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The Redwood

The Redwood (Sequoia sempervirens; also known as the Coast Redwood and California Redwood) is a softwood tree found primarily in damp valleys of the coastal northwestern states of California and Oregon. Sapwood from this softwood tree is narrow and very white, while the heartwood is light red to deep reddish brown.


Cross Section


Radial Section


Tangential Section

The Coastal Redwood and the Giant Sequoia tree are named after the Cherokee Indian Sequoyah, honoring this distinguished chief who conjured an alphabet for his people and whose statue stands in the rotunda of the United States Capitol.

The redwood is one of the world's tallest trees (if not the tallest) and some specimens have been measured at lengths of 350 feet. The tree has a reddish-brown and spongy bark with deep furrows, from which the name is derived. Propagation of the redwood is by seed, but the tree often grows shoots from stumps. Redwoods require full sun and a reasonably well-drained acid to neutral soil. A member of the Bald cypress (Taxodiaceae) family, the redwood has oblong leaves growing from about a quarter-inch to an inch long and small one-inch cones that are not ornamental.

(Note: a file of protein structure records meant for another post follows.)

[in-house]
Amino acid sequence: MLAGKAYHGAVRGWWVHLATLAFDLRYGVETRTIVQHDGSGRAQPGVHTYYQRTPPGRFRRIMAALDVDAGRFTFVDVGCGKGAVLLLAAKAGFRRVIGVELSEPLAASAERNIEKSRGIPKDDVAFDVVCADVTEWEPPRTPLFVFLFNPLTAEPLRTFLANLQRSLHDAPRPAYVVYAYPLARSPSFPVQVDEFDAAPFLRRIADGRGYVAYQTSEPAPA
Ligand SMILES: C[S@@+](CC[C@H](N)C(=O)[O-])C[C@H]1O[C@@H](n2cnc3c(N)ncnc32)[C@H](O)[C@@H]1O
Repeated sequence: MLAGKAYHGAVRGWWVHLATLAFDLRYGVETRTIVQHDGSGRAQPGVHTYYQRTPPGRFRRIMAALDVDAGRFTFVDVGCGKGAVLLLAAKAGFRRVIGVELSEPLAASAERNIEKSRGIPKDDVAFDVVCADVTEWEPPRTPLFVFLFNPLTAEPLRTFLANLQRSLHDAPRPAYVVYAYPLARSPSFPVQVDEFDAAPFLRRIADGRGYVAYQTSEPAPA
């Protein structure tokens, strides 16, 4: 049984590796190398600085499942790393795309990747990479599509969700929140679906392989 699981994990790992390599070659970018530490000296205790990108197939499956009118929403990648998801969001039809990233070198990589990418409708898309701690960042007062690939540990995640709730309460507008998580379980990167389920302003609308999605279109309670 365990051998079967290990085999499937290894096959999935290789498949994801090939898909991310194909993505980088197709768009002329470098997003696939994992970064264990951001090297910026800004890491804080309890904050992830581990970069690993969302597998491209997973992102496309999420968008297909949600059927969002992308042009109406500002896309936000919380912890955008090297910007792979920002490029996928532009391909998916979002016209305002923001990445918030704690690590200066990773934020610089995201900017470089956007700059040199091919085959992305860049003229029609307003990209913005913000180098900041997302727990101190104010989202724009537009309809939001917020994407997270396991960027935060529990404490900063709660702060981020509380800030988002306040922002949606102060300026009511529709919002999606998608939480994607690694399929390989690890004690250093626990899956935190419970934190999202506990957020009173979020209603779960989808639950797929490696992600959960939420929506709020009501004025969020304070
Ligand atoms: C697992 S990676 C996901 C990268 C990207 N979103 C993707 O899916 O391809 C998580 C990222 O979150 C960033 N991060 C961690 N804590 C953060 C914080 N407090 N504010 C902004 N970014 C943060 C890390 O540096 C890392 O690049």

Redwood is used for general building construction (timbers, sills, joists, and building lumber) because of its durability combined with strength and availability in large sizes. It is also heavily used in mill products such as blinds, siding, ceiling joints, a vaiety of molding designs, and general millwork. Other uses include fences, patios, boxes, crates, caskets and coffins, tanks, vats, cooling towers, and cigar-tobacco boxes.

Microscopic examination of iron-alum hematoxylin and safranin stained thin sections (see the digital images presented above) reveals tracheids averaging 50 to 65 micrometers in diameter, and bordered pits in one to three rows on the radial walls. Tangential pitting is present in the last few rows of late-wood tracheids. Ray parenchyma pits are oval with lenticular orifices, and the tissue is lacking resin canals. Rays are uniseriate, but some are biseriate and occasionally multiseriate.

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